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Catch a Wave Reviewed by Barbara Ehrentreu
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CATCH A WAVE THE RISE, FALL & REDEMPTION OF THE
                          BEACH BOYS’ BRIAN WILSON
                      by Peter Ames Carlin

The face of Brian Wilson stares at you from the cover. In his eyes is the enigma every biographer has tried to answer. What caused this brilliant musician to give up his vision for almost four decades?
 
Using eleven published biographies, plus interviews with people close to Brian Wilson as well as the musician himself, Peter Ames Carlin tells the story. Delving deep into the history of the Wilson family he begins in 1804 in New York with the birth of Henry Wilson, the first American-born family member. Mr. Carlin traces the many generations, who were always moving westward, up through the time when Brian’s grandfather, “Buddy”, came to California. Finally, he reveals the family life of Murray Wilson’s parents and his determination to become a songwriter. What ties all of the generations together is each family’s love for making music together. 
 
Coming from an abusive but hard working father, Murray Wilson wanted his sons to be on top. He pushed them to work hard on everything. When they were younger, there were unconfirmed stories of abuse and Brian was always terrified of his father. Yet, he credits his father for much of his success: “He was like our coach.” He scared me so much I actually got scared into making good records.” Admissions like this one throughout the book help the reader gain a better understanding of Brian Wilson’s thoughts and actions.
 
Using a combination of literary references, snippets of the songs themselves, and a close examination of Brian Wilson’s life from childhood to the first Beach Boys’ record, “Surfin Safari” to the latest, “Smile”, the reader becomes part of the story. Even through the parts when Brian Wilson became drug addicted, and his mental illness began to rule him, Mr. Carlin lets Brian’s true personality show. Through all of his depressions, his disappearances, and the times when he needed handlers to keep him sane, there is still a spark of Brian’s genius alive. You find yourself rooting for that spark to ignite.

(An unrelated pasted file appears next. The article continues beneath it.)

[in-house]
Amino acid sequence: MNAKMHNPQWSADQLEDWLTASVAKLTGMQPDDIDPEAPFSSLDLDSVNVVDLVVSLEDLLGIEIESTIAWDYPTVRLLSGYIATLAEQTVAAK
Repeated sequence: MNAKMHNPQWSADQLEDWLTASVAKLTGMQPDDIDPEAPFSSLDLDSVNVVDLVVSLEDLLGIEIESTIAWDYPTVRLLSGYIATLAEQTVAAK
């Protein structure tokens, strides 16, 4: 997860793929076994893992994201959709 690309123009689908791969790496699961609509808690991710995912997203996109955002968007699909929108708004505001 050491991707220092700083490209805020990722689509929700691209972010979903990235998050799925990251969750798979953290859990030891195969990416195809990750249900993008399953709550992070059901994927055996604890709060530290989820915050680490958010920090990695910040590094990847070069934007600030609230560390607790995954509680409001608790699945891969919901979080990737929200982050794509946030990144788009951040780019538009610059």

The book is very well researched, and it is as complete a story of how Brian Wilson rose and fell and rose again, as can probably be told. One part of the story that many readers will appreciate is why Brian Wilson decided to abandon the recording of “Smile” in 1967 and how this affected his life from that moment. Beach Boys’ fans have been trying to understand the reasons for this abandonment for years, and for those fans alone, this book will be worth reading.
 
Beach Boys’ music has been a part of my life since college, and while reading the book as soon as a song was mentioned I heard it in my head. If you want to learn the real history of Brian Wilson and the Beach Boys and how “Smile” affected his life Catch A Wave is the book for you.
 
One thing stands out from this book. That is the love that is felt for Brian Wilson wherever he goes. It is obvious after reading Catch A Wave The Rise and Fall of the Beach Boys’ Brian Wilson, that Peter Ames Carlin has gained the trust and confidence of the people close to Brian as well as the trust and confidence of Brian himself. If you love the Beach Boys’ music you will love this book! In fact, for anyone interested in the history of American music, Catch A Wave is an excellent companion piece to the music itself.
 
So put on a Beach Boys song, maybe “Good Vibrations” find a sandy beach and tall, cold drink and start reading.
 
My rating: Excellent or Outstanding – the highest 
 
 
                                            *HIGHLRose, LargeY RECOMMRose, LargeENDEDRose, Large
Rose, Large 

 
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